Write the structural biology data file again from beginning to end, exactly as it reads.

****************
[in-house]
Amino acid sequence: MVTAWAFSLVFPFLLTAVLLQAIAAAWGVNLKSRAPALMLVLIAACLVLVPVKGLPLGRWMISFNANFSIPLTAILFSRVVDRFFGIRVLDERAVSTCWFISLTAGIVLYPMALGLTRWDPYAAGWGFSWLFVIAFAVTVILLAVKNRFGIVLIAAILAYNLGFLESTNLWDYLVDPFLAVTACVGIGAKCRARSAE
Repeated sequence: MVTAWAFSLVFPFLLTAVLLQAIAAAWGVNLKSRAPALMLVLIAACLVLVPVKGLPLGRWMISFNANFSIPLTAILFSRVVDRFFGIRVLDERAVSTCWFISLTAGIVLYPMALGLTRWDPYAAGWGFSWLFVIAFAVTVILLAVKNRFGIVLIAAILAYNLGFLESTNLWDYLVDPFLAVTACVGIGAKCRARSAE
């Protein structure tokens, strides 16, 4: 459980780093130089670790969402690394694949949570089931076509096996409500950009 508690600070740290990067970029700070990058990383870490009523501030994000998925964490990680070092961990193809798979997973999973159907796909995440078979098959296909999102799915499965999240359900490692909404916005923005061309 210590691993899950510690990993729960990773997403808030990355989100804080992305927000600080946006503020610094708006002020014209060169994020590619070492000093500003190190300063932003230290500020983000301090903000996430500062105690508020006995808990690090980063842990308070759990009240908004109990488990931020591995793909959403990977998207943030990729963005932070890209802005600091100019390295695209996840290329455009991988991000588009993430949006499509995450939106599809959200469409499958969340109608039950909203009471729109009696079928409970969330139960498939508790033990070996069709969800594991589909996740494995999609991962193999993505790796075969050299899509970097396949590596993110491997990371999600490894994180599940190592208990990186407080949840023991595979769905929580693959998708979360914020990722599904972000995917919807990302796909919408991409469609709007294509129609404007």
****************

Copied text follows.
[in-house]
Amino acid sequence: MVTAWAFSLVFPFLLTAVLLQAIAAAWGVNLKSRAPALMLVLIAACLVLVPVKGLPLGRWMISFNANFSIPLTAILFSRVVDRFFGIRVLDERAVSTCWFISLTAGIVLYPMALGLTRWDPYAAGWGFSWLFVIAFAVTVILLAVKNRFGIVLIAAILAYNLGFLESTNLWDYLVDPFLAVTACVGIGAKCRARSAE
Repeated sequence: MVTAWAFSLVFPFLLTAVLLQAIAAAWGVNLKSRAPALMLVLIAACLVLVPVKGLPLGRWMISFNANFSIPLTAILFSRVVDRFFGIRVLDERAVSTCWFISLTAGIVLYPMALGLTRWDPYAAGWGFSWLFVIAFAVTVILLAVKNRFGIVLIAAILAYNLGFLESTNLWDYLVDPFLAVTACVGIGAKCRARSAE
């Protein structure tokens, strides 16, 4: 459980780093130089670790969402690394694949949570089931076509096996409500950009 508690600070740290990067970029700070990058990383870490009523501030994000998925964490990680070092961990193809798979997973999973159907796909995440078979098959296909999102799915499965999240359900490692909404916005923005061309 210590691993899950510690990993729960990773997403808030990355989100804080992305927000600080946006503020610094708006002020014209060169994020590619070492000093500003190190300063932003230290500020983000301090903000996430500062105690508020006995808990690090980063842990308070759990009240908004109990488990931020591995793909959403990977998207943030990729963005932070890209802005600091100019390295695209996840290329455009991988991000588009993430949006499509995450939106599809959200469409499958969340109608039950909203009471729109009696079928409970969330139960498939508790033990070996069709969800594991589909996740494995999609991962193999993505790796075969050299899509970097396949590596993110491997990371999600490894994180599940190592208990990186407080949840023991595979769905929580693959998708979360914020990722599904972000995917919807990302796909919408991409469609709007294509129609404007």